Top Ways to Stay Visible While Cycling
No matter what level you’re at, whether you are a beginner or an avid cyclist, the most important thing for any cyclist to do before he or she heads out is to make sure that their ride is as safe as possible. One of the most important things you can do as a cyclist is to make sure you stand out as much as possible, especially if you cycling alongside the road. Here are some of the top ways to stay visible while cycling:
Be Predictable: By cycling in a predictable manner, you will be more likely to be seen by passing motorists. That means that you should be abiding by all of your local traffic laws, not weaving in and out of traffic and not making any sudden or last minute movements.
Lighten Up: Simple, right? The more you stand out, the more likely that passing cars will see you, duh. The easiest step you can do is to wear bright and fluorescent clothing. Colors like orange, yellow and pink will really make you stand out. If you wear colors like blue and black, you’re more likely to blend in with your surroundings. Add reflectors to your bicycle and helmet (which you should always be wearing). These will add another layer of visibility and safety.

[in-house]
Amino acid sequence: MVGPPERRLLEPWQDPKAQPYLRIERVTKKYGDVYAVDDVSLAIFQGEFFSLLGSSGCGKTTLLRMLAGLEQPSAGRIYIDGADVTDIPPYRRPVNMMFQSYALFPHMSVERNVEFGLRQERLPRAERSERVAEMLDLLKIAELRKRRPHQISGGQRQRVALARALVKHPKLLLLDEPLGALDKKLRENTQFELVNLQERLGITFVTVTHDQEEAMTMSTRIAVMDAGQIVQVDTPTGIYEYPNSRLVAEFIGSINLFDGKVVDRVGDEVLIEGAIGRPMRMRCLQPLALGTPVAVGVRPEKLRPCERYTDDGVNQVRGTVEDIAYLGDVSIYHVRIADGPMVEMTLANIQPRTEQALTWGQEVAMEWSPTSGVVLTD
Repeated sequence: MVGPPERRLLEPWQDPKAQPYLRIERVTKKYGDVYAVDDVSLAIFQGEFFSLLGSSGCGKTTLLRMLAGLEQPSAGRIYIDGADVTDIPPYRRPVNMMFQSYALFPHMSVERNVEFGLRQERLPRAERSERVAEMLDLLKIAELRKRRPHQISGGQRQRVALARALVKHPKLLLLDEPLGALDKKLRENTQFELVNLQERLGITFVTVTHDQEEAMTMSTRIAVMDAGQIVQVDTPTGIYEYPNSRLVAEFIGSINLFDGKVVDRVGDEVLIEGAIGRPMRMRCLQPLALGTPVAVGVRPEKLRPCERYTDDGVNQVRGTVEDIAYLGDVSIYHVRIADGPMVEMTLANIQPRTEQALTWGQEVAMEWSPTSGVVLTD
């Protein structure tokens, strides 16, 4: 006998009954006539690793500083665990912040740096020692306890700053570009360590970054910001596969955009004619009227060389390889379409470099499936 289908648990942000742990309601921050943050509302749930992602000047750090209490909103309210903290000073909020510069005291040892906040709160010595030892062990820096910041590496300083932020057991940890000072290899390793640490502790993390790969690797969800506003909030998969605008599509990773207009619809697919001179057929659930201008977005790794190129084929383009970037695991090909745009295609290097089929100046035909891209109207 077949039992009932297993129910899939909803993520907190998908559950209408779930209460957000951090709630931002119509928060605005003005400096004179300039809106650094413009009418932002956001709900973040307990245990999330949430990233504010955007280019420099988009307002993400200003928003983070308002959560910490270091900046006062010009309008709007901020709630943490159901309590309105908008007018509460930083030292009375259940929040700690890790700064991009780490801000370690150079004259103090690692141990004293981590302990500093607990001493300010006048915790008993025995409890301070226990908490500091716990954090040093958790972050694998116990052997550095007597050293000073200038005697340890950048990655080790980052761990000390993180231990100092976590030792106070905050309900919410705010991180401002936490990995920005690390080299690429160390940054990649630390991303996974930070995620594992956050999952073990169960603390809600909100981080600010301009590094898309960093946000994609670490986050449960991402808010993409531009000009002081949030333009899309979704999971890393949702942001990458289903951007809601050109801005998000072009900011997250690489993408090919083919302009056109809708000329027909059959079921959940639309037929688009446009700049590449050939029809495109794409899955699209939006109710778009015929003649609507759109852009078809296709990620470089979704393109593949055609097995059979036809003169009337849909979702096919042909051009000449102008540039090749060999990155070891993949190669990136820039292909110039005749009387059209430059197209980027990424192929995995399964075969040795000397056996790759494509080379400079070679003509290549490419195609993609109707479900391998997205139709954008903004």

Cycle in Well Lit Areas: This is especially important if you like to prefer to cycle late at night after work or early in the morning sunrise. Stick to main roads and commercialized areas. They will have plenty of lighting and you will be more likely to be seen. Back roads with less lighting may make it harder to cars to see you until they are close.
Use Hand signals: Telling people where you are going can help reduce your risk of an accident. Instead of using traditional hand signals, point where you are going. Traditional hand signals may be easy to use in-group rides, but a car passing may not understand what your signal is referring to. The traditional hand signal is putting your left hand up, which can be confusing to motorists. Pointing to where you are going will cut down on any confusion.
Cycle in a Group: The more people you are with, the more likely you’ll be seen. Not only will you stand out more, but it’s a fact that people who work out with a partner or a group exercise longer than those who workout by themselves.
Even taking the smallest measures like wearing a bright shirt or attaching a flashlight to your bicycle if you are at night can go a really long way into making you are as safe as possible. When this is all said and done now you can focus on another very important thing: getting a great workout in.
This article was created Personal Injury Help (www.personalinjury-law.com), an organization dedicated to providing the public with information about personal injury and safety information. Nothing in this article should be construed as legal advice, and it is intended for informational use only. Be sure to review your local cycling ordinances to ensure you ride safe and legally!